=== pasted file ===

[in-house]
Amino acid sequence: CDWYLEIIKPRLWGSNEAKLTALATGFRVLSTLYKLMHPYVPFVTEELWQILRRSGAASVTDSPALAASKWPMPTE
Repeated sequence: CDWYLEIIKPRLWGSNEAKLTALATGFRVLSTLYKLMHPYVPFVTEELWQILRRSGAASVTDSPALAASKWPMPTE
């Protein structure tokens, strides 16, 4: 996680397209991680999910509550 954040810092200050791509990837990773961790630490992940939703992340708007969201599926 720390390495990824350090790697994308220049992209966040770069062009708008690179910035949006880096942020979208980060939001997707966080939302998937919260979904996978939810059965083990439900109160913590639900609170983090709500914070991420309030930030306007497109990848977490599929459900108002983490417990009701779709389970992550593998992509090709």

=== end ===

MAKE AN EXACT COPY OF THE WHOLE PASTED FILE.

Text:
[in-house]
Amino acid sequence: CDWYLEIIKPRLWGSNEAKLTALATGFRVLSTLYKLMHPYVPFVTEELWQILRRSGAASVTDSPALAASKWPMPTE
Repeated sequence: CDWYLEIIKPRLWGSNEAKLTALATGFRVLSTLYKLMHPYVPFVTEELWQILRRSGAASVTDSPALAASKWPMPTE
């Protein structure tokens, strides 16, 4: 996680397209991680999910509550 954040810092200050791509990837990773961790630490992940939703992340708007969201599926 720390390495990824350090790697994308220049992209966040770069062009708008690179910035949006880096942020979208980060939001997707966080939302998937919260979904996978939810059965083990439900109160913590639900609170983090709500914070991420309030930030306007497109990848977490599929459900108002983490417990009701779709389970992550593998992509090709």